You can find plenty of articles in magazines or on the Internet with tips for living a happier, more fulfilling life. Things like "exercise" and "be an understanding spouse" are all time-honored ways to beat a path to happiness, and won't be included here. But there are also some seemingly random activities that are more like cheat codes to happiness -- things you never would have expected can actually make you feel better about yourself and your life in general. For instance ...
7 Watching Sad Movies
Look at a list of the Best Picture winners from the past 25 years, and you start to notice a trend. Schindler's List, Braveheart, The English Patient, Titanic, Million Dollar Baby, The King's Speech. These movies don't just have a few sad moments. They are tear porn -- building to climaxes that are specifically designed to make you weep in public. On the surface, this makes about as much sense as giving out awards to the year's saddest funerals, or most embarrassing schoolyard beatings.
Scientists were curious about this, too, so they conducted a study involving a few hundred participants and the 2007 film Atonement, which if you haven't seen it is best described as "every sad movie ever made, for two hours."
Theater staff are required to keep water and salt tablets on hand to stem the dehydration death toll.
Before starting the movie, the researchers asked the participants how happy they were with their lives in general, including their goals, their relationships and the ever-looming possibility of being stricken with sudden and inexplicable cancer (probably). As Atonement squeezed all the tears from their faces over the next 120 minutes, they were asked the same question three more times. After the movie was over, the researchers asked the participants to rate their emotions.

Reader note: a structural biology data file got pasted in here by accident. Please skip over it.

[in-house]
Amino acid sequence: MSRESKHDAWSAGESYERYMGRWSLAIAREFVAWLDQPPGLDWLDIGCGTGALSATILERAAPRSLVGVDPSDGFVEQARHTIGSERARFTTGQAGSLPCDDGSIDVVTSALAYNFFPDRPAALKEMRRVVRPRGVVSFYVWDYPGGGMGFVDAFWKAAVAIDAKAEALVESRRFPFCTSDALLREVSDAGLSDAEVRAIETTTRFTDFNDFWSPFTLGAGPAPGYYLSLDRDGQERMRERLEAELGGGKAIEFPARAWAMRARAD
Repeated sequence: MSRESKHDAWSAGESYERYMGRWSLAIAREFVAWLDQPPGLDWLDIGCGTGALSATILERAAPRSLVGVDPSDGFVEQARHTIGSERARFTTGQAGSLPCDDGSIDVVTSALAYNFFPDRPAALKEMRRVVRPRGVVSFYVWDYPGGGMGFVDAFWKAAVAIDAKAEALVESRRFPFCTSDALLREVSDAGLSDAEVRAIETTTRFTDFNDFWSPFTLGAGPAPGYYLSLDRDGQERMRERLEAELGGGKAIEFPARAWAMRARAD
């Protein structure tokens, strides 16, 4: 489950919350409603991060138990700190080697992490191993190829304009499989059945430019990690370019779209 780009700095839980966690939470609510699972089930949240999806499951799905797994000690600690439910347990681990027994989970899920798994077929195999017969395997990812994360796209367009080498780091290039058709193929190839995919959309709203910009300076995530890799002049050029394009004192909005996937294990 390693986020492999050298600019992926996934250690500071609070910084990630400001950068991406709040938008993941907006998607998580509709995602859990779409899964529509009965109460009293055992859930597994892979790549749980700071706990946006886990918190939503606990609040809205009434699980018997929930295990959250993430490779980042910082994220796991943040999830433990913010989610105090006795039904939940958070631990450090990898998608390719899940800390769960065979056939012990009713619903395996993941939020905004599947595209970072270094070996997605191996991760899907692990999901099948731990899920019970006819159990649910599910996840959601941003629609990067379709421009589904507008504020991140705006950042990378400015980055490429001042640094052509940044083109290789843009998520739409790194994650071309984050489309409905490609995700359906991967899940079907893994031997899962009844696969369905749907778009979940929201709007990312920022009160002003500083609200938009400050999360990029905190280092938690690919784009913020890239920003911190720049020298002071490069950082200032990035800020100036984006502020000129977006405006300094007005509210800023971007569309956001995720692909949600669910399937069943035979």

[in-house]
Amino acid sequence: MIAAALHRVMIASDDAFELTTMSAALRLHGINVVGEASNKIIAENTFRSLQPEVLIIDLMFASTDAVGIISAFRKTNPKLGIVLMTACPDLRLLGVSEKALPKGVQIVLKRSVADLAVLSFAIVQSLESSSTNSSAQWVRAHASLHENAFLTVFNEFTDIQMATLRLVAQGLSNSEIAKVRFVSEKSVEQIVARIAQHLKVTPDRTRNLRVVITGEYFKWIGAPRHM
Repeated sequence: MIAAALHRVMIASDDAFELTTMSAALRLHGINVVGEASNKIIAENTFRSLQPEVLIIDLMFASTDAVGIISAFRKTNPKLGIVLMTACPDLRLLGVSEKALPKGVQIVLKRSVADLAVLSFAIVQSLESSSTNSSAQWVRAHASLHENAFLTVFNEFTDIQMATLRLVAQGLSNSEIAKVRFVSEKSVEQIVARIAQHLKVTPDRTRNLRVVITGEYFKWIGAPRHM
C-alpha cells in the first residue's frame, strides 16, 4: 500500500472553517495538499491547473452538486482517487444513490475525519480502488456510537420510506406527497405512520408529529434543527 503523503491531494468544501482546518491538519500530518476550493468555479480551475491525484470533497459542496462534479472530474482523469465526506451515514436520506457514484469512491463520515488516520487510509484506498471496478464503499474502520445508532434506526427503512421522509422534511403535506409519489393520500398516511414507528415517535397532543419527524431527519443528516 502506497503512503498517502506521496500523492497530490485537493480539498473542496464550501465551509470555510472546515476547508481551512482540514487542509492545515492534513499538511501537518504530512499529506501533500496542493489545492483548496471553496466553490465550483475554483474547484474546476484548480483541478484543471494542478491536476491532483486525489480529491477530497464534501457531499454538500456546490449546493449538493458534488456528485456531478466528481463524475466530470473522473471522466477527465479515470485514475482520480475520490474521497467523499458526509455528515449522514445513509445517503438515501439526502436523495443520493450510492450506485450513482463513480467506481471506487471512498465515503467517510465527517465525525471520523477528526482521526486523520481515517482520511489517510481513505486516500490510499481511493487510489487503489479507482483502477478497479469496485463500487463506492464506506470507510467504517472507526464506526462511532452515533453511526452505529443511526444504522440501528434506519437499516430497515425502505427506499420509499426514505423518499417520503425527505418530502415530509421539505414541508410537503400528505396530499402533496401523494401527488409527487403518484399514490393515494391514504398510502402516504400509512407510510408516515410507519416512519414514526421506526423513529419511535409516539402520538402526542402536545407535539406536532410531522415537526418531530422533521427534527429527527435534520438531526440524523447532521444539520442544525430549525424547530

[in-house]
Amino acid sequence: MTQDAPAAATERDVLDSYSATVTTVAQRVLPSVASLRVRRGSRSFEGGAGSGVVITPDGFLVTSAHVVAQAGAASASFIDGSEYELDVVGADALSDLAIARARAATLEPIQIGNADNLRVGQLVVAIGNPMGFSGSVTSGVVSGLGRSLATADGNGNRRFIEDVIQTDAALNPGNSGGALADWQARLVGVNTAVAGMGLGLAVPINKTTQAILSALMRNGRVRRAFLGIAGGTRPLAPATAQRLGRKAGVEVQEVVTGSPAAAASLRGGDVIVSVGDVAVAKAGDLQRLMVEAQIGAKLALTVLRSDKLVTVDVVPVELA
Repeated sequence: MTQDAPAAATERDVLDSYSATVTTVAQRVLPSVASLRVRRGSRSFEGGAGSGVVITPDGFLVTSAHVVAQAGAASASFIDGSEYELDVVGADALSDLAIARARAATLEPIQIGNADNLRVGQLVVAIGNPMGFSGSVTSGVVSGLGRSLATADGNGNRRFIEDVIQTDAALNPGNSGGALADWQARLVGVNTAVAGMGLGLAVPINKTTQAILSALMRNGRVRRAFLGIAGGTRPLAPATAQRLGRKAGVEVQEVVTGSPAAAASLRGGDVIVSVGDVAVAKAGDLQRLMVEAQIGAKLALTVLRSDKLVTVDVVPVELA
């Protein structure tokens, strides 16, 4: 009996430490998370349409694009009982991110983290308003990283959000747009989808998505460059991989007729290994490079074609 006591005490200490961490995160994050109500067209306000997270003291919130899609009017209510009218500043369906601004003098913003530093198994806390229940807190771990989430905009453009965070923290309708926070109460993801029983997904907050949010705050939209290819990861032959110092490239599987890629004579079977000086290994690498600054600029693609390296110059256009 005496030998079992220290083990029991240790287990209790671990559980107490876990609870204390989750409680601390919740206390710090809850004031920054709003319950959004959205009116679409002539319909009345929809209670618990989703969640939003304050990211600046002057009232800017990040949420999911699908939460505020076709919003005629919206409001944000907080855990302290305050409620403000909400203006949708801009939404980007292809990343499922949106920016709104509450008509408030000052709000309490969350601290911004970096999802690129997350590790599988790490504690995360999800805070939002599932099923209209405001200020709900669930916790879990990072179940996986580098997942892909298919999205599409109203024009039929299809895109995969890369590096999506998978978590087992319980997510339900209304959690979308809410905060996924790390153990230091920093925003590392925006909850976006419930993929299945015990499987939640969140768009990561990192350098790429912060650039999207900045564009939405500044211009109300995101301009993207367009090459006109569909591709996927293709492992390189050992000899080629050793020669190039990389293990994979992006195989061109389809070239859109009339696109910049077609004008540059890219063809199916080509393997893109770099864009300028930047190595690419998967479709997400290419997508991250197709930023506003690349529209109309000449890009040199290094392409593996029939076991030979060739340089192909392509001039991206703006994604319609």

They found that the participants had become happier after getting taken in by the wailing opera of despair, because they had subconsciously compared their own close relationships with the horrible tragedies onscreen. Watching others fail on such hopelessly spectacular levels actually made them feel better about their own lives, sort of like watching Titanic and saying to yourself, "Gee, I guess getting passed over for that promotion isn't so bad. I could've frozen to death in the Atlantic while staring into the eyes of my latest one-night stand."
"Still didn't get to draw anyone naked, though."
So, the next time you and your significant other have a terrible heartbreaking fight that leaves you red-eyed and considering a hunger strike, have a mini-marathon of Braveheart and One Flew Over the Cuckoo's Nest (or play them both simultaneously on two different televisions, if possible). You will instantly feel better about every poor decision you've ever made.
6 Eating Red Meat
We've reached the point in the war on fast food where studies are now claiming that red meat will try to murder you like Ian Holm in Alien. But even if that's true, you will apparently die happy -- another study has found that eating red meat is actually very important to your mental health. It makes enough of a difference that consuming less than the recommended amount (or none at all) actually doubles your risk of depression.
Which is why Chick-Fil-A no longer sells Lionel Richie CDs and guns with their meals.
The study followed 1,000 Australian women, tracking their eating habits and their emotional health. They then made sure to take into account all other factors, including socioeconomic status, physical health, weight, age and the fact that they live in Australia. They even kept track of much of the other types of foods they ate, such as chicken, fish and vegetables. Even with all of these taken into consideration, the researchers still found that the women who ate the recommended amount of red meat (between 2 and 4 ounces four times a week) were much less likely to be depressed.
But before you rush out to eat your weight in cheeseburgers, it's worth noting that the researchers believe that the happiness was due to the high levels of nutrients and omega-3 present in specifically Australian red meat. Australian cattle and sheep are mostly fed fresh grass. American red meat is mostly reared on barnyard grain, which evidently is sown from the tears of orphans.
The orphans were grass-fed, though! Which ... actually makes it worse.